Two Omani families from the same tribal unit were studied. The two couples and eight affected children were examined by A.R. and M.E.R. and the brain imaging results were reviewed independently by M.E.R. and W.B.D. Plain skull films were obtained on all affected children and calcifications were apparent. Population based growth curves have not been established for Oman. Experience indicates that head circumferences are equivalent to those published in the UK and US, but height and weight curves of Omani children between the ages of 2 and 20 years are shifted approximately −1.5 SD, so that the 50th centile for Oman corresponds to −1.5 SD on growth curves in the West. Therefore, percentiles here were based on the growth curves published by the Center for Disease Control (CDC) and adjustments for height and weight were also estimated for the Omani population. Brain computerized tomography (CT) was performed and reviewed on all affected individuals and parents and magnetic resonance imaging (MRI) was obtained on the eldest daughter in family 1 at age 18. Medical records were reviewed by A.R. and skeletal surveys were reviewed by M.E.R. with orthopaedic specialists at the Hospital for Special Surgery, New York.

Genotyping

Genomic DNA was purified from the two parental couples and their 15 children after obtaining informed consent in accordance with protocols approved by the Institutional Review Board of Weill Cornell Medical College, and the Office of Human Research Protection, Ministry of Health, Sultanate of Oman. DNA was extracted from peripheral blood samples using commercial kits (Qiagen, Volencia, CA). The Affymetrix 50K XbaI SNP Array was used for genotyping as per the standard protocol described elsewhere [Matsuzaki et al., 2004] by The University of Chicago Functional Genomics Facility. Fine mapping was performed using established microsatellite markers from the deCODE genetic map identified through the NCBI Human Map Viewer (Build 35). PCR reactions were performed in 10 µl volumes that contained 50 ng genomic DNA; 0.25 U Platinum Taq DNA polymerase (Invitrogen Carlsbad, CA); 1× PCR buffer, minus Mg; 1.5 mM MgCl2; 250 µM primers; and 250 µM dNTPs. Amplification was performed using the following PCR conditions (95°C × 75 sec, 10 cycles of 94°C × 45 sec, 55°C × 45 sec, 72°C × 75 sec, 30 cycles of 89°C × 45 sec, 55°C × 55 sec, 72°C × 45 sec followed by a final extension of 72°C × 10 min). Amplified microsatellites were sequenced (ABI 3130 capillary DNA sequencer) and fragment analysis was performed using the ABI GeneMapper v4.0 analysis software.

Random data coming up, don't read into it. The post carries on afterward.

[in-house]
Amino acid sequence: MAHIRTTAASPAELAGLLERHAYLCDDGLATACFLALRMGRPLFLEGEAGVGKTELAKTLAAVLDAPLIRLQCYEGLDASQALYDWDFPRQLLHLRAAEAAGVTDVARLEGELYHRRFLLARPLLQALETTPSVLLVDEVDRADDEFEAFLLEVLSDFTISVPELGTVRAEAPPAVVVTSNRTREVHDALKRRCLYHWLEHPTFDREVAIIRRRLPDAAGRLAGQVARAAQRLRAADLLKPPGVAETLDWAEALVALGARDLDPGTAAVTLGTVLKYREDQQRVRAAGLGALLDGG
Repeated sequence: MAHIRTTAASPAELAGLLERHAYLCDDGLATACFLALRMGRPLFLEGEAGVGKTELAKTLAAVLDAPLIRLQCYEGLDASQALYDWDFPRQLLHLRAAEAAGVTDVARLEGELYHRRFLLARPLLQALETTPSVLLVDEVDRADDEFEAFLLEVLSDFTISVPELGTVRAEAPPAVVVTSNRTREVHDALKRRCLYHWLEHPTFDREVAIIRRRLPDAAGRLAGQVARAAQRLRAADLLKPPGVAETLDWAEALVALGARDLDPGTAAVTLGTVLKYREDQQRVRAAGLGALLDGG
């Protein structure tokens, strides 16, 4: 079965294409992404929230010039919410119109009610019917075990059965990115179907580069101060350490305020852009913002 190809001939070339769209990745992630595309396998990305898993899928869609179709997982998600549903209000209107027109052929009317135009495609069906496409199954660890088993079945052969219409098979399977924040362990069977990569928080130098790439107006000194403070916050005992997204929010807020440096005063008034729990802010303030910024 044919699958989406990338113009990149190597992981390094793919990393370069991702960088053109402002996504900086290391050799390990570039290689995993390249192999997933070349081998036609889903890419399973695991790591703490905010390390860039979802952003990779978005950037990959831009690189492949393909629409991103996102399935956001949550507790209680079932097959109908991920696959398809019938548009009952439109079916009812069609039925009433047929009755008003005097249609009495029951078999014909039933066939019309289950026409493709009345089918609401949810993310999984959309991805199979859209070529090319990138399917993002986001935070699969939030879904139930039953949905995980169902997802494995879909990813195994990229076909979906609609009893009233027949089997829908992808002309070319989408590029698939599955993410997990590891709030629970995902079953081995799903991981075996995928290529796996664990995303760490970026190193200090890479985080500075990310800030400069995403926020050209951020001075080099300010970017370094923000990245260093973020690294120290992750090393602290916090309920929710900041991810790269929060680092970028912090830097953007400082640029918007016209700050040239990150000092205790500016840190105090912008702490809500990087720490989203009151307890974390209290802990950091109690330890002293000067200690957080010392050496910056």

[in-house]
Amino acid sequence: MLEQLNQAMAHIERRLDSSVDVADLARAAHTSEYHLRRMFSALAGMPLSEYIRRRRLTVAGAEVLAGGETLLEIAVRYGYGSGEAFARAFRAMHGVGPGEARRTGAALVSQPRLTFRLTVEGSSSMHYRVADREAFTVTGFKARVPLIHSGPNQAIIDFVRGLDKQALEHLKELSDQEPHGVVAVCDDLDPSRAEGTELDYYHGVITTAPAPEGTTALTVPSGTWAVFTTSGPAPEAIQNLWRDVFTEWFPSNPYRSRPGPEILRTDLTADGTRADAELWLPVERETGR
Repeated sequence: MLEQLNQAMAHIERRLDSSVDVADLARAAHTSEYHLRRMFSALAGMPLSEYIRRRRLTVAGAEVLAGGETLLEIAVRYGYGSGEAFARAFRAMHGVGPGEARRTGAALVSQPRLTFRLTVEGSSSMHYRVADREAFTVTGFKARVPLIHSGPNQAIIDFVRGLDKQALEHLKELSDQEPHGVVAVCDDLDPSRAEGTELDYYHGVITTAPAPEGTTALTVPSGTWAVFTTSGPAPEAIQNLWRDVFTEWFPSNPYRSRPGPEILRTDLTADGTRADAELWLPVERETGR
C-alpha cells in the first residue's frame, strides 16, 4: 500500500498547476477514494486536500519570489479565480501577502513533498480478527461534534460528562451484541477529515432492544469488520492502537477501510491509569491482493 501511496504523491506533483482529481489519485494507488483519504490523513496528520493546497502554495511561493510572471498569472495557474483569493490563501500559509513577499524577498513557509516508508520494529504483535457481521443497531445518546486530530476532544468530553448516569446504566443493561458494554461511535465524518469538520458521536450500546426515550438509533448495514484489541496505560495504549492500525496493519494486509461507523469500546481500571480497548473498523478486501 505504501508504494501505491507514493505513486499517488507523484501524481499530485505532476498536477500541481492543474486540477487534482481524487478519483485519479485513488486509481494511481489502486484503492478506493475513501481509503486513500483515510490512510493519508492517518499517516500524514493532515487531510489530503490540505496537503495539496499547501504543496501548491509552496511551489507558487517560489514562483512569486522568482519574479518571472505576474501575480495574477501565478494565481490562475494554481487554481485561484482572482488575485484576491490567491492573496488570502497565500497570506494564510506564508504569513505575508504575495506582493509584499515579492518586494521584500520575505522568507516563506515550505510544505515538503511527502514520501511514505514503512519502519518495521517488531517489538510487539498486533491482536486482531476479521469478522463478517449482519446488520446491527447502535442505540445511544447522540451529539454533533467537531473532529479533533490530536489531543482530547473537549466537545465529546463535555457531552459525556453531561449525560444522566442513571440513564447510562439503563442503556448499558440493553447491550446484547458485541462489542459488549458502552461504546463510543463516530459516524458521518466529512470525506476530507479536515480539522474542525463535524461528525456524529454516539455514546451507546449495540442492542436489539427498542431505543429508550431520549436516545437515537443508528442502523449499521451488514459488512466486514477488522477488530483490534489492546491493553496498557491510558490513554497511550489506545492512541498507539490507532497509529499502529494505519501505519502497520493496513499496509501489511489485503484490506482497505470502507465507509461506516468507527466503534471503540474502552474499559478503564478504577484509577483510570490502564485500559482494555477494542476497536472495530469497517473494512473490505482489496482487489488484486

Linkage Analysis